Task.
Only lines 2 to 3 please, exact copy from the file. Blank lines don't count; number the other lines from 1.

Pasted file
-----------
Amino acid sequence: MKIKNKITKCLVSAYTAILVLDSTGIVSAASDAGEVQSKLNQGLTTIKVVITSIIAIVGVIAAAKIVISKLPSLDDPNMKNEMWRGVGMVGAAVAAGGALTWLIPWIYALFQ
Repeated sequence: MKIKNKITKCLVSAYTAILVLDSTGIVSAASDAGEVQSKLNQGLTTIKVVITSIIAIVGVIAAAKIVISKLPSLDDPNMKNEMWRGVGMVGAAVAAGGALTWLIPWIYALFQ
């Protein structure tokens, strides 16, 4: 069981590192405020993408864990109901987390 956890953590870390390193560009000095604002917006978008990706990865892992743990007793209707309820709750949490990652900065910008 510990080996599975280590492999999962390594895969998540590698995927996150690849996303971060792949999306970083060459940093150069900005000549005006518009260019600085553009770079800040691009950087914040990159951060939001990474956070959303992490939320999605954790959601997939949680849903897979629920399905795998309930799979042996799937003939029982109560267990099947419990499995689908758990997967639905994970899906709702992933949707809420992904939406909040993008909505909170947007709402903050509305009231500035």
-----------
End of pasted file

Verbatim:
Repeated sequence: MKIKNKITKCLVSAYTAILVLDSTGIVSAASDAGEVQSKLNQGLTTIKVVITSIIAIVGVIAAAKIVISKLPSLDDPNMKNEMWRGVGMVGAAVAAGGALTWLIPWIYALFQ
């Protein structure tokens, strides 16, 4: 069981590192405020993408864990109901987390 956890953590870390390193560009000095604002917006978008990706990865892992743990007793209707309820709750949490990652900065910008 510990080996599975280590492999999962390594895969998540590698995927996150690849996303971060792949999306970083060459940093150069900005000549005006518009260019600085553009770079800040691009950087914040990159951060939001990474956070959303992490939320999605954790959601997939949680849903897979629920399905795998309930799979042996799937003939029982109560267990099947419990499995689908758990997967639905994970899906709702992933949707809420992904939406909040993008909505909170947007709402903050509305009231500035």